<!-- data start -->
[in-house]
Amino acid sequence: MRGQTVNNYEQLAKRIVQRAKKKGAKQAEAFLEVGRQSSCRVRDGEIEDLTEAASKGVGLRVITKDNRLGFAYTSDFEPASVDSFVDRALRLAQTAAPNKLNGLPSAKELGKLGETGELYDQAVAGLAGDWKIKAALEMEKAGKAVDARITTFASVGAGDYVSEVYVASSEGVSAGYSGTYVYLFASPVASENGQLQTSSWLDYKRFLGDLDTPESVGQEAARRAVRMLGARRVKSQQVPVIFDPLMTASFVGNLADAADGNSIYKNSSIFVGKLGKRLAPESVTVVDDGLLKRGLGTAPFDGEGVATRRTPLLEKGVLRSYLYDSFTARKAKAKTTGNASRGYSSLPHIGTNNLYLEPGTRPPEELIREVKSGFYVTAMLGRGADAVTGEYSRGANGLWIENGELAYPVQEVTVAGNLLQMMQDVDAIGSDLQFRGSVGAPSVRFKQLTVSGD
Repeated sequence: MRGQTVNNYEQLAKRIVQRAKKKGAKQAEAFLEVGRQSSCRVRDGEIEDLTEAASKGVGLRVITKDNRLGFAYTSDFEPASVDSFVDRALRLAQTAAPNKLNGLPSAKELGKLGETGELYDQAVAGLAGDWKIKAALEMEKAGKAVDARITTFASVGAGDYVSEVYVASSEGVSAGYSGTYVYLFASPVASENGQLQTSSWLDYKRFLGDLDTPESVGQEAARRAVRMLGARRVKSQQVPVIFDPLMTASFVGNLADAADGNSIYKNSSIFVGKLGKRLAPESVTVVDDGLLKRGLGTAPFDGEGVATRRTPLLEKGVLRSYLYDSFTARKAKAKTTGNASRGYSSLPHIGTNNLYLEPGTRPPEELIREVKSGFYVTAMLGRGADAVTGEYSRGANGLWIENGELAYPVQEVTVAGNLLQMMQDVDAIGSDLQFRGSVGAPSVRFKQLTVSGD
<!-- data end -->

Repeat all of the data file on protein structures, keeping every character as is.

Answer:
[in-house]
Amino acid sequence: MRGQTVNNYEQLAKRIVQRAKKKGAKQAEAFLEVGRQSSCRVRDGEIEDLTEAASKGVGLRVITKDNRLGFAYTSDFEPASVDSFVDRALRLAQTAAPNKLNGLPSAKELGKLGETGELYDQAVAGLAGDWKIKAALEMEKAGKAVDARITTFASVGAGDYVSEVYVASSEGVSAGYSGTYVYLFASPVASENGQLQTSSWLDYKRFLGDLDTPESVGQEAARRAVRMLGARRVKSQQVPVIFDPLMTASFVGNLADAADGNSIYKNSSIFVGKLGKRLAPESVTVVDDGLLKRGLGTAPFDGEGVATRRTPLLEKGVLRSYLYDSFTARKAKAKTTGNASRGYSSLPHIGTNNLYLEPGTRPPEELIREVKSGFYVTAMLGRGADAVTGEYSRGANGLWIENGELAYPVQEVTVAGNLLQMMQDVDAIGSDLQFRGSVGAPSVRFKQLTVSGD
Repeated sequence: MRGQTVNNYEQLAKRIVQRAKKKGAKQAEAFLEVGRQSSCRVRDGEIEDLTEAASKGVGLRVITKDNRLGFAYTSDFEPASVDSFVDRALRLAQTAAPNKLNGLPSAKELGKLGETGELYDQAVAGLAGDWKIKAALEMEKAGKAVDARITTFASVGAGDYVSEVYVASSEGVSAGYSGTYVYLFASPVASENGQLQTSSWLDYKRFLGDLDTPESVGQEAARRAVRMLGARRVKSQQVPVIFDPLMTASFVGNLADAADGNSIYKNSSIFVGKLGKRLAPESVTVVDDGLLKRGLGTAPFDGEGVATRRTPLLEKGVLRSYLYDSFTARKAKAKTTGNASRGYSSLPHIGTNNLYLEPGTRPPEELIREVKSGFYVTAMLGRGADAVTGEYSRGANGLWIENGELAYPVQEVTVAGNLLQMMQDVDAIGSDLQFRGSVGAPSVRFKQLTVSGD